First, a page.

Puzzle Retreat

Puzzle Retreat is a game from , originally released 31st December, 1969

Currently Unavailable

Puzzle Retreat Review

If you get a kick out of the sliding ice block puzzles that are commonplace in the 3D Legend of Zelda games, grab a rag to mop up your drool; The Voxel Agents has one heck of a game for you. Puzzle Retreat is a unique puzzle game that involves sliding ice cubes around weirdly-shaped trays until each piece of ice fits snugly in its own cubby. It’s a plain-looking game and it’s not for everyone, but if you fall for it, you’re going to fall hard (pun intended).

There isn’t much of a story behind Puzzle Retreat. The only thing that’s important is the fact that empty slots need to be stuffed with some ice cubes, and by gum, you’re going to do just that. The cubes lay on the side of each slot-pocked board, and flicking them sends them flying. When every block on the board has been used and each hole is filled, the puzzle is solved.

In fact, while many puzzle boards involve filling all the holes with ice, you also need to utilize every single block that lines each board. This is an important point because you have more than ice to contend with: You also need to correctly utilize stopper blocks, as well as fire blocks that melt the cold stuff.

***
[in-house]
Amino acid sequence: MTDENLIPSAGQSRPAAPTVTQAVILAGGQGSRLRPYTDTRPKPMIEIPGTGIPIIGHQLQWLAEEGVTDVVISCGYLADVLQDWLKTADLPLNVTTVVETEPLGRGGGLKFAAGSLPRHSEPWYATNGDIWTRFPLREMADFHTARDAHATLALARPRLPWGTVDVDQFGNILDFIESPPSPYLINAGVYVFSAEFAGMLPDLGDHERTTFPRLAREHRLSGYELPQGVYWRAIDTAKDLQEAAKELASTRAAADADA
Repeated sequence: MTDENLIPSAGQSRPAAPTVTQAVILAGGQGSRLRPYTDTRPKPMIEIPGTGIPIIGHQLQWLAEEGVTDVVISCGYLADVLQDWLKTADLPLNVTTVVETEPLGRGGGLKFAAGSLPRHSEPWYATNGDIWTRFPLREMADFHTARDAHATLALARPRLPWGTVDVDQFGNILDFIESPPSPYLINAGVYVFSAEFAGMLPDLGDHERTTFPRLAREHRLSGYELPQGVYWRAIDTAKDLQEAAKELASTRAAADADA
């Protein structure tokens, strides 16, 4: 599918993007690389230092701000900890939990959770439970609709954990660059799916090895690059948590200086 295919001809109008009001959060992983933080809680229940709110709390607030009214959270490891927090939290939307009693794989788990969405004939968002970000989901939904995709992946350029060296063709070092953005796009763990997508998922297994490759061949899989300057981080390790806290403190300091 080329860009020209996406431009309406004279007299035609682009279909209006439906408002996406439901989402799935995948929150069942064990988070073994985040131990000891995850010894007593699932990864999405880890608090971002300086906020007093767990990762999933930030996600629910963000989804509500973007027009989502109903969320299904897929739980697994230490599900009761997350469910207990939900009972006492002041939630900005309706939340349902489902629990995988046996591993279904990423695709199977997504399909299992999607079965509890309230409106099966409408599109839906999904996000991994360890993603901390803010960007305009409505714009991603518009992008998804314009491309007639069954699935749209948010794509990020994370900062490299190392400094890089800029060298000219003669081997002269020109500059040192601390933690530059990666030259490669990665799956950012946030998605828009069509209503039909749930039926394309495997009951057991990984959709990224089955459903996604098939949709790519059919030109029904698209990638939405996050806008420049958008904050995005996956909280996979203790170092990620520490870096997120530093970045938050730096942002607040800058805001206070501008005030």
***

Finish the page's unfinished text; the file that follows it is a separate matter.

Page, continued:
A Song of Ice and Fire

Puzzle Retreat sounds complicated, and some of the puzzles can be real brain-breakers. However, the game itself is incredibly simple to pick up and play with minimal instruction. It’s perfect three-minute distraction.

There’s tons of content, too. The initial cost of entry nets you a large chunk of puzzles, and you can purchase additional packs. You can jump from pack to pack and level to level without penalty. There are no time limits, no stars, no goal beyond “Solve this stupid thing.” If you get frustrated with one board, you can move on.


Skating on the thin ice of modern life

If you don’t enjoy Puzzle Retreat from the word “go,” however, you’re not going to like it at all. This breed of visual/logic puzzle is understandably infuriating for some folk. Also, the game’s presentation is pretty bare-bones. The wood-style visuals are nice enough to look at, but there’s little variation between level packs, and there’s no background music at all. The swish and click of the moving ice is admittedly nice to listen to, though. It sounds like progress.

If you’re looking for a puzzle game that’s a little different and a little chill (ha!), it’s definitely worth your time to do a little slippin’ and slidin’ with Puzzle Retreat.

Puzzle Retreat developer trailer

More stories on Puzzle Retreat